How Reading Beautiful Books Reminds Me I’m Not Alone!
Ever since I was a kid I’ve been a big assed bibliophile. From fanciful fairytales to super serious history books, the written word has enriched my life and given me valuable vocabulary that makes just about everyone close to me give me the 🤨 look at least once a week. (It’s true. Try working “vociferous” into an everyday sentence and see what happens.)
Living with mental illness can create an incredible sense of isolation. There’s a lot going on in your head which morphs your perception of reality until eventually you’re living in a world that no one else can see. You see slights where others see good intentions. You see darkness where others see light. You see folks frolicking around while you’re sometimes struggling just to get out of bed.
I’ve had a number of experiences that have seemed so odd, so utterly unusual, that I’m pretty sure the cute kids from Stranger Things would probably think I’m describing “the upside-down.” For example, I once had a man make small talk with me and ask me if I enjoyed my job. Innocuous right? Not to me… not when my brain was kickin’ down the door to breakdown number five.
I was convinced, absolutely, positively convinced, that this man was a spy sent by a corporate competitor to discover inside information about the place I was working for. I couldn’t let it go. I was sure he was tailing me in traffic, following me home, and sending in decoys whenever I visited a public area so he could get people closer to me. At one point, my 27 year old female self actually hid in a clothing rack at the mall while a lovely couple holding hands walked past me. When the coast was clear, I emerged, hair wildly out of place, crumpled shopping bags roped around my arms, and shoppers all around staring at me like I was playing a game of hide-and-go-seek with myself.
Now, imagine trying to explain that shit to someone who’s never experienced a single symptom. Yeah. Exactly. It’s not exactly dinner party talk.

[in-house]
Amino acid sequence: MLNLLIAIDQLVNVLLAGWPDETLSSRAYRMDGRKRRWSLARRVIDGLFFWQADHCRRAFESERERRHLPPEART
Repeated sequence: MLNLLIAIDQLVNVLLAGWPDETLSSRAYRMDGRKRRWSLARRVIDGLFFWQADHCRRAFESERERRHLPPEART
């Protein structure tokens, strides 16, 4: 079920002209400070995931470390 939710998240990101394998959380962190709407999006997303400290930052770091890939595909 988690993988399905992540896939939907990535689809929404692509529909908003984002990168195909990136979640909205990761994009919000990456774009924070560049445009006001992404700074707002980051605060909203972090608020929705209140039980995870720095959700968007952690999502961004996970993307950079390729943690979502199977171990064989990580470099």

When you start to feel ultra-isolated, I say: make it a memoir! Our fellow thrivers often share all kinds of details about their illnesses and how it’s affected their lives. Nothing cures loneliness like community and I swear on a stack of Shakespeare plays that I have yet to read one that I don’t relate to on some level.
Here’s a few of my faves:
📖 Prozac Nation by Elizabeth Wurtzel
Elizabeth Wurtzel daringly describes her descent into Major Depressive Disorder and her incredible climb out of the pits during her young life. After searching for solutions, her relationship with a daringly determined doctor and her desire to live a life of wellness immensely inspired me.
📚 Dyane Harwood’s Birth of a New Brain
Mental health advocate and, dare I say, friend of mine, Dyane’s book is astonishingly honest about her experience with postpartum bipolar and a number of manic episodes. From her relationships to her self-worth, I found myself nodding along more than once. And when you read it, you’ll want to to fight the good fight with her too!
📖 A First Rate Madness by Nassir Ghaemi
Okay so it’s not a memoir but it’s a biography of some of history’s greatest whose battles with mental illness, Ghaemi argues, made them legendary leaders. Superpowers are only super if you know how to use them and I, for one, found this wildly informative and inspiring read.
📚 Stephen Fry’s Moab is my Washpot
One of the UK’s greatest comedic gifts, Stephen Fry’s mental health activism is nothing short of inspiring. This, his second memoir, details his early life with wit, wisdom, and just enough humor to remind us all that every day is a new opportunity to make the most of who we are.
I want to hear from you! What books have helped you feel less lonely? Full disclosure: I’m totally going to read them.